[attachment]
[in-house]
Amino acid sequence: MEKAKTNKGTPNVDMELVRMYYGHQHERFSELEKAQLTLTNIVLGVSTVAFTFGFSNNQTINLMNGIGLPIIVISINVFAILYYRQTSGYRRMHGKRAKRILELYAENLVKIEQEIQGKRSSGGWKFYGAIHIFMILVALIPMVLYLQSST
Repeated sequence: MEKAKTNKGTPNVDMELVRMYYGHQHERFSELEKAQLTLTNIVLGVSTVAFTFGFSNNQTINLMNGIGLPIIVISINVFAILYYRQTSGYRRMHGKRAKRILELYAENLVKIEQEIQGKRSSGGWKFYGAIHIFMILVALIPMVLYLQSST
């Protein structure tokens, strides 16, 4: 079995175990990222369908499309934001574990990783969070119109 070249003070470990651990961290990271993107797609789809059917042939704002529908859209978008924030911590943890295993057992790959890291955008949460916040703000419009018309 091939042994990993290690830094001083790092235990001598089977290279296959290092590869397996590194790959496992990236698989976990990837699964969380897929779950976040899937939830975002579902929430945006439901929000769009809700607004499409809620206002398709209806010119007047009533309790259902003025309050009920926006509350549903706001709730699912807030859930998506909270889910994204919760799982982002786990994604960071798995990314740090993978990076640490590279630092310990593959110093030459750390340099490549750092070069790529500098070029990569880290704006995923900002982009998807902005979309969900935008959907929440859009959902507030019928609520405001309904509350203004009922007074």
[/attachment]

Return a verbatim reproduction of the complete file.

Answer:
[in-house]
Amino acid sequence: MEKAKTNKGTPNVDMELVRMYYGHQHERFSELEKAQLTLTNIVLGVSTVAFTFGFSNNQTINLMNGIGLPIIVISINVFAILYYRQTSGYRRMHGKRAKRILELYAENLVKIEQEIQGKRSSGGWKFYGAIHIFMILVALIPMVLYLQSST
Repeated sequence: MEKAKTNKGTPNVDMELVRMYYGHQHERFSELEKAQLTLTNIVLGVSTVAFTFGFSNNQTINLMNGIGLPIIVISINVFAILYYRQTSGYRRMHGKRAKRILELYAENLVKIEQEIQGKRSSGGWKFYGAIHIFMILVALIPMVLYLQSST
């Protein structure tokens, strides 16, 4: 079995175990990222369908499309934001574990990783969070119109 070249003070470990651990961290990271993107797609789809059917042939704002529908859209978008924030911590943890295993057992790959890291955008949460916040703000419009018309 091939042994990993290690830094001083790092235990001598089977290279296959290092590869397996590194790959496992990236698989976990990837699964969380897929779950976040899937939830975002579902929430945006439901929000769009809700607004499409809620206002398709209806010119007047009533309790259902003025309050009920926006509350549903706001709730699912807030859930998506909270889910994204919760799982982002786990994604960071798995990314740090993978990076640490590279630092310990593959110093030459750390340099490549750092070069790529500098070029990569880290704006995923900002982009998807902005979309969900935008959907929440859009959902507030019928609520405001309904509350203004009922007074």